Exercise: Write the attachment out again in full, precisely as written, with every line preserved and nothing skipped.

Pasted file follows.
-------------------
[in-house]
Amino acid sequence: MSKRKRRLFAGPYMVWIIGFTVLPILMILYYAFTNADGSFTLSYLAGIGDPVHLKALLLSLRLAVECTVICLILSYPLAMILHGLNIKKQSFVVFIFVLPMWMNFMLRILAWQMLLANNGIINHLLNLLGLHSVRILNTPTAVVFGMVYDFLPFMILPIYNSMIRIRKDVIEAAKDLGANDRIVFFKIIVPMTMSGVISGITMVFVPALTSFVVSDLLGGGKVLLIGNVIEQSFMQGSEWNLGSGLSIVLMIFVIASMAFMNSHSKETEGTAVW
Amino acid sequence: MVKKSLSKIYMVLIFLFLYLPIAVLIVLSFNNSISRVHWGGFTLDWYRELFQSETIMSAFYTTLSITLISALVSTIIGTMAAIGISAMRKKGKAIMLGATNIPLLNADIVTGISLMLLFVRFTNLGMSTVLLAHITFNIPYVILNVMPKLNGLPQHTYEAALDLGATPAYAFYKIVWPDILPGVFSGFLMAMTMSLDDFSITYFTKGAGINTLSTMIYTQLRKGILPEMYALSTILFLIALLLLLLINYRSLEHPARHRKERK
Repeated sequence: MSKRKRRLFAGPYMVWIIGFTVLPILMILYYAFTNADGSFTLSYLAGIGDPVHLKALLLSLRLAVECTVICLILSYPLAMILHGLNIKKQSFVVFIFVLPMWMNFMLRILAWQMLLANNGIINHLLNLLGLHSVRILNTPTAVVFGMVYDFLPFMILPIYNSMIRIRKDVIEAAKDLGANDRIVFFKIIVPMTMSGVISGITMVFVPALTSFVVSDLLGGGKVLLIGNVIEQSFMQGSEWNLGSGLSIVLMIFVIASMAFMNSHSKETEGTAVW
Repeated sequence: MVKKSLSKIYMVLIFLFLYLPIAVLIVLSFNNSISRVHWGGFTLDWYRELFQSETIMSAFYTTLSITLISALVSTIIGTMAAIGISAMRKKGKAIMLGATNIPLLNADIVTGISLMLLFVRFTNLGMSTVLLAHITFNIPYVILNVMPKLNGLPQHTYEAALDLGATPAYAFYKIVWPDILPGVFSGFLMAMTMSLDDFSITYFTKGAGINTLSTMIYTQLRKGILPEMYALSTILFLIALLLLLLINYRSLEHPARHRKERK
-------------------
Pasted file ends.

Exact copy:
[in-house]
Amino acid sequence: MSKRKRRLFAGPYMVWIIGFTVLPILMILYYAFTNADGSFTLSYLAGIGDPVHLKALLLSLRLAVECTVICLILSYPLAMILHGLNIKKQSFVVFIFVLPMWMNFMLRILAWQMLLANNGIINHLLNLLGLHSVRILNTPTAVVFGMVYDFLPFMILPIYNSMIRIRKDVIEAAKDLGANDRIVFFKIIVPMTMSGVISGITMVFVPALTSFVVSDLLGGGKVLLIGNVIEQSFMQGSEWNLGSGLSIVLMIFVIASMAFMNSHSKETEGTAVW
Amino acid sequence: MVKKSLSKIYMVLIFLFLYLPIAVLIVLSFNNSISRVHWGGFTLDWYRELFQSETIMSAFYTTLSITLISALVSTIIGTMAAIGISAMRKKGKAIMLGATNIPLLNADIVTGISLMLLFVRFTNLGMSTVLLAHITFNIPYVILNVMPKLNGLPQHTYEAALDLGATPAYAFYKIVWPDILPGVFSGFLMAMTMSLDDFSITYFTKGAGINTLSTMIYTQLRKGILPEMYALSTILFLIALLLLLLINYRSLEHPARHRKERK
Repeated sequence: MSKRKRRLFAGPYMVWIIGFTVLPILMILYYAFTNADGSFTLSYLAGIGDPVHLKALLLSLRLAVECTVICLILSYPLAMILHGLNIKKQSFVVFIFVLPMWMNFMLRILAWQMLLANNGIINHLLNLLGLHSVRILNTPTAVVFGMVYDFLPFMILPIYNSMIRIRKDVIEAAKDLGANDRIVFFKIIVPMTMSGVISGITMVFVPALTSFVVSDLLGGGKVLLIGNVIEQSFMQGSEWNLGSGLSIVLMIFVIASMAFMNSHSKETEGTAVW
Repeated sequence: MVKKSLSKIYMVLIFLFLYLPIAVLIVLSFNNSISRVHWGGFTLDWYRELFQSETIMSAFYTTLSITLISALVSTIIGTMAAIGISAMRKKGKAIMLGATNIPLLNADIVTGISLMLLFVRFTNLGMSTVLLAHITFNIPYVILNVMPKLNGLPQHTYEAALDLGATPAYAFYKIVWPDILPGVFSGFLMAMTMSLDDFSITYFTKGAGINTLSTMIYTQLRKGILPEMYALSTILFLIALLLLLLINYRSLEHPARHRKERK